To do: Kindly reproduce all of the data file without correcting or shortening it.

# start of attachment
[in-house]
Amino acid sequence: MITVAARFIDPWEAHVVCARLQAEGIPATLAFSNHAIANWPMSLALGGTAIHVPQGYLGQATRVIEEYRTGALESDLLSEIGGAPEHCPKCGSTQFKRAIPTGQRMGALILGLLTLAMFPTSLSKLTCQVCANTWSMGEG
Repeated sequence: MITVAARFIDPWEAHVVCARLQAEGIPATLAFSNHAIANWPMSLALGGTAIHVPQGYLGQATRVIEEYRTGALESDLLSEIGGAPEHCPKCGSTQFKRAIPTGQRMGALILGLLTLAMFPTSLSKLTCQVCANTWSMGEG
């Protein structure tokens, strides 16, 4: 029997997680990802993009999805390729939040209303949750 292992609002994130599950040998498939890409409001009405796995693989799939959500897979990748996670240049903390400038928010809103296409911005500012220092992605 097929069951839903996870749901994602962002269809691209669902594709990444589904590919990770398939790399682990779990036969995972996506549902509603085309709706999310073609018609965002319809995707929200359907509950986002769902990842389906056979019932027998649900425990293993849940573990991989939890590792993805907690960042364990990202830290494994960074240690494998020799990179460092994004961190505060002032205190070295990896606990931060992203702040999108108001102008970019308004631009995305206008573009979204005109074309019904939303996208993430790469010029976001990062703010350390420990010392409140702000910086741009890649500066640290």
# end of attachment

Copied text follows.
[in-house]
Amino acid sequence: MITVAARFIDPWEAHVVCARLQAEGIPATLAFSNHAIANWPMSLALGGTAIHVPQGYLGQATRVIEEYRTGALESDLLSEIGGAPEHCPKCGSTQFKRAIPTGQRMGALILGLLTLAMFPTSLSKLTCQVCANTWSMGEG
Repeated sequence: MITVAARFIDPWEAHVVCARLQAEGIPATLAFSNHAIANWPMSLALGGTAIHVPQGYLGQATRVIEEYRTGALESDLLSEIGGAPEHCPKCGSTQFKRAIPTGQRMGALILGLLTLAMFPTSLSKLTCQVCANTWSMGEG
């Protein structure tokens, strides 16, 4: 029997997680990802993009999805390729939040209303949750 292992609002994130599950040998498939890409409001009405796995693989799939959500897979990748996670240049903390400038928010809103296409911005500012220092992605 097929069951839903996870749901994602962002269809691209669902594709990444589904590919990770398939790399682990779990036969995972996506549902509603085309709706999310073609018609965002319809995707929200359907509950986002769902990842389906056979019932027998649900425990293993849940573990991989939890590792993805907690960042364990990202830290494994960074240690494998020799990179460092994004961190505060002032205190070295990896606990931060992203702040999108108001102008970019308004631009995305206008573009979204005109074309019904939303996208993430790469010029976001990062703010350390420990010392409140702000910086741009890649500066640290």